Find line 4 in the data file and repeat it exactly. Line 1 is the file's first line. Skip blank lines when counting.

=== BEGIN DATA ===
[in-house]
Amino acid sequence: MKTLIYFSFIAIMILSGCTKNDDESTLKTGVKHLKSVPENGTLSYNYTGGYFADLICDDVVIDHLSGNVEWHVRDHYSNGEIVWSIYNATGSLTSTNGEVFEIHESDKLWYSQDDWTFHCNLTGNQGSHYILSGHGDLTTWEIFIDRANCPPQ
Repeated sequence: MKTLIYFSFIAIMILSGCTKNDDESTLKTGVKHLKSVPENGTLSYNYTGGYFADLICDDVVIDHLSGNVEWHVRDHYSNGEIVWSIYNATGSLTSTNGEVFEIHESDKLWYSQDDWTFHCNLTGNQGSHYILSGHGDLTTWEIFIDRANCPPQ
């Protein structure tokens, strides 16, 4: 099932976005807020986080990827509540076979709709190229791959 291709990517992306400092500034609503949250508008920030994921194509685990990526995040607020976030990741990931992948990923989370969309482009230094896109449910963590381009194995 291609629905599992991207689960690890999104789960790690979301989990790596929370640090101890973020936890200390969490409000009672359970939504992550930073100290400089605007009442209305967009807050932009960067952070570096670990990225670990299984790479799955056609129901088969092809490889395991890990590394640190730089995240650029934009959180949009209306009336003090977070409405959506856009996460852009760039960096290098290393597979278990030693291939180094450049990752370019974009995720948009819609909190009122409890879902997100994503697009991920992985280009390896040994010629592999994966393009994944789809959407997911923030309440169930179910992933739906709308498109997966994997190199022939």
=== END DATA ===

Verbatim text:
């Protein structure tokens, strides 16, 4: 099932976005807020986080990827509540076979709709190229791959 291709990517992306400092500034609503949250508008920030994921194509685990990526995040607020976030990741990931992948990923989370969309482009230094896109449910963590381009194995 291609629905599992991207689960690890999104789960790690979301989990790596929370640090101890973020936890200390969490409000009672359970939504992550930073100290400089605007009442209305967009807050932009960067952070570096670990990225670990299984790479799955056609129901088969092809490889395991890990590394640190730089995240650029934009959180949009209306009336003090977070409405959506856009996460852009760039960096290098290393597979278990030693291939180094450049990752370019974009995720948009819609909190009122409890879902997100994503697009991920992985280009390896040994010629592999994966393009994944789809959407997911923030309440169930179910992933739906709308498109997966994997190199022939």